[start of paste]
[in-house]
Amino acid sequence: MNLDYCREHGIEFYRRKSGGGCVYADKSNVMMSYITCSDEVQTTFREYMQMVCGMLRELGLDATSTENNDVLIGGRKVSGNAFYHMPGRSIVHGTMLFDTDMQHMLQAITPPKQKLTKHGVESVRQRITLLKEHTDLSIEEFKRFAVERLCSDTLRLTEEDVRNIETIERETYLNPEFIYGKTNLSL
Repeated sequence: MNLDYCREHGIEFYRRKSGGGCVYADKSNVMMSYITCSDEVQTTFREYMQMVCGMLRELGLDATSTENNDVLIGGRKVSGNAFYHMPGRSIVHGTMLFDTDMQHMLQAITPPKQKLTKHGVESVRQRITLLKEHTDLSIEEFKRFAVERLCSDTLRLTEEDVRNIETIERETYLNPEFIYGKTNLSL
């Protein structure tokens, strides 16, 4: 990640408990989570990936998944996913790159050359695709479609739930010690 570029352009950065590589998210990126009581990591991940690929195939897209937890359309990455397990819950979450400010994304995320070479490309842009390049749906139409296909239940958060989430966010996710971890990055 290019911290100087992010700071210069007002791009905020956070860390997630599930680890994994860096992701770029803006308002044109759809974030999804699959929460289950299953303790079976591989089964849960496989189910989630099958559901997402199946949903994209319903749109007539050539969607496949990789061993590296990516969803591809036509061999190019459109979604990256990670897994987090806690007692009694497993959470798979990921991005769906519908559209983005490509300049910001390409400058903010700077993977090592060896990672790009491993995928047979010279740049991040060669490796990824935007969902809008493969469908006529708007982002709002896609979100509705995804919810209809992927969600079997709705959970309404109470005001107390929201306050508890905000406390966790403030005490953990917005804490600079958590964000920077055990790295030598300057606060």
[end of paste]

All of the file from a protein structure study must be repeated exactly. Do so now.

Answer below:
[in-house]
Amino acid sequence: MNLDYCREHGIEFYRRKSGGGCVYADKSNVMMSYITCSDEVQTTFREYMQMVCGMLRELGLDATSTENNDVLIGGRKVSGNAFYHMPGRSIVHGTMLFDTDMQHMLQAITPPKQKLTKHGVESVRQRITLLKEHTDLSIEEFKRFAVERLCSDTLRLTEEDVRNIETIERETYLNPEFIYGKTNLSL
Repeated sequence: MNLDYCREHGIEFYRRKSGGGCVYADKSNVMMSYITCSDEVQTTFREYMQMVCGMLRELGLDATSTENNDVLIGGRKVSGNAFYHMPGRSIVHGTMLFDTDMQHMLQAITPPKQKLTKHGVESVRQRITLLKEHTDLSIEEFKRFAVERLCSDTLRLTEEDVRNIETIERETYLNPEFIYGKTNLSL
């Protein structure tokens, strides 16, 4: 990640408990989570990936998944996913790159050359695709479609739930010690 570029352009950065590589998210990126009581990591991940690929195939897209937890359309990455397990819950979450400010994304995320070479490309842009390049749906139409296909239940958060989430966010996710971890990055 290019911290100087992010700071210069007002791009905020956070860390997630599930680890994994860096992701770029803006308002044109759809974030999804699959929460289950299953303790079976591989089964849960496989189910989630099958559901997402199946949903994209319903749109007539050539969607496949990789061993590296990516969803591809036509061999190019459109979604990256990670897994987090806690007692009694497993959470798979990921991005769906519908559209983005490509300049910001390409400058903010700077993977090592060896990672790009491993995928047979010279740049991040060669490796990824935007969902809008493969469908006529708007982002709002896609979100509705995804919810209809992927969600079997709705959970309404109470005001107390929201306050508890905000406390966790403030005490953990917005804490600079958590964000920077055990790295030598300057606060």